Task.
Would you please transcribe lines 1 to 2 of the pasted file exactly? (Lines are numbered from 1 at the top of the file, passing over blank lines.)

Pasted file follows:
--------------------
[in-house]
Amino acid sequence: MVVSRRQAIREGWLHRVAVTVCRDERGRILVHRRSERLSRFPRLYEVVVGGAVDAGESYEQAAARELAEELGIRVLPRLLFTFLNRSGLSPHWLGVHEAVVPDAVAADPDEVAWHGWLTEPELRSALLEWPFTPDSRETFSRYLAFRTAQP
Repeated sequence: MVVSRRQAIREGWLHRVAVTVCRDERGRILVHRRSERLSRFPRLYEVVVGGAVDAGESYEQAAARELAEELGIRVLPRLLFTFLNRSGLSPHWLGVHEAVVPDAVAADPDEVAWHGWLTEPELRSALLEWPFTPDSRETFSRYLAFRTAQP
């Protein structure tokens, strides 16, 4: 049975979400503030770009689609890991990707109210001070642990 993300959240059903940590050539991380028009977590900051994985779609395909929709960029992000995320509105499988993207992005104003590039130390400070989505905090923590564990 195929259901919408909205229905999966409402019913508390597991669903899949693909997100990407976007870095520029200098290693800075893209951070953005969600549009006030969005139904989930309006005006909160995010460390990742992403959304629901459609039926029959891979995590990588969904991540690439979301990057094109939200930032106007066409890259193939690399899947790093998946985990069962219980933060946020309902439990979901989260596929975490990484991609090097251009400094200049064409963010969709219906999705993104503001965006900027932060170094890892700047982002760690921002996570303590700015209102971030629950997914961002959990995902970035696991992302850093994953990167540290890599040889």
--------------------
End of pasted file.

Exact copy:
[in-house]
Amino acid sequence: MVVSRRQAIREGWLHRVAVTVCRDERGRILVHRRSERLSRFPRLYEVVVGGAVDAGESYEQAAARELAEELGIRVLPRLLFTFLNRSGLSPHWLGVHEAVVPDAVAADPDEVAWHGWLTEPELRSALLEWPFTPDSRETFSRYLAFRTAQP